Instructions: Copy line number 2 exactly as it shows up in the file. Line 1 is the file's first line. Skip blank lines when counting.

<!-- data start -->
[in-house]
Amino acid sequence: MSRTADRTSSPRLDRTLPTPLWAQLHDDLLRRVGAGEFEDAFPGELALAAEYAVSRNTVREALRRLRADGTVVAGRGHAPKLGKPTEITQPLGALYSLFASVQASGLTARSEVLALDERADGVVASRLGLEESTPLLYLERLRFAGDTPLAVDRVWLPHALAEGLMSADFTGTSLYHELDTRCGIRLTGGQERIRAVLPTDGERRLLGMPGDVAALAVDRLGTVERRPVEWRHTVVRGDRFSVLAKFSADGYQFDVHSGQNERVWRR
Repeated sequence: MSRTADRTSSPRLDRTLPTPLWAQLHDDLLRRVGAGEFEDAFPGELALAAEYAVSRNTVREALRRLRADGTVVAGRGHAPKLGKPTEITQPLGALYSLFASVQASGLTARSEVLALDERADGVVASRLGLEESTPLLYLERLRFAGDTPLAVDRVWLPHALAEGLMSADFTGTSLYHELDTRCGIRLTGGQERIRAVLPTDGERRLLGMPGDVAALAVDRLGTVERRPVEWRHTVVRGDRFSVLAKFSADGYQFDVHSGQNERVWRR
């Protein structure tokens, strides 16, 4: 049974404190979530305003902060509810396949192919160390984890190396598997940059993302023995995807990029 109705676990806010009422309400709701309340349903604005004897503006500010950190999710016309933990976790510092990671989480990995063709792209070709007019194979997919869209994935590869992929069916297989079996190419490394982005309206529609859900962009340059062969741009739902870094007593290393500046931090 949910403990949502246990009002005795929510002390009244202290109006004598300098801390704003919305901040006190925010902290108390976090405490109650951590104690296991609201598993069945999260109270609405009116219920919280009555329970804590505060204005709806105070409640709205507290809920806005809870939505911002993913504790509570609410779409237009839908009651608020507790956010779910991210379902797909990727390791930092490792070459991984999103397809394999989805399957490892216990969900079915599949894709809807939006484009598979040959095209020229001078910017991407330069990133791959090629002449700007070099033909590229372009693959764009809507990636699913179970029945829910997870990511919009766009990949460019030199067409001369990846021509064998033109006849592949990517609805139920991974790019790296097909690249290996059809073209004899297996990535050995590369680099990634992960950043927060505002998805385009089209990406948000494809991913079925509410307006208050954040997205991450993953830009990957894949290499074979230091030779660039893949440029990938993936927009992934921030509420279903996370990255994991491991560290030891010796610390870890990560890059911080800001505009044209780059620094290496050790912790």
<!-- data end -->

Amino acid sequence: MSRTADRTSSPRLDRTLPTPLWAQLHDDLLRRVGAGEFEDAFPGELALAAEYAVSRNTVREALRRLRADGTVVAGRGHAPKLGKPTEITQPLGALYSLFASVQASGLTARSEVLALDERADGVVASRLGLEESTPLLYLERLRFAGDTPLAVDRVWLPHALAEGLMSADFTGTSLYHELDTRCGIRLTGGQERIRAVLPTDGERRLLGMPGDVAALAVDRLGTVERRPVEWRHTVVRGDRFSVLAKFSADGYQFDVHSGQNERVWRR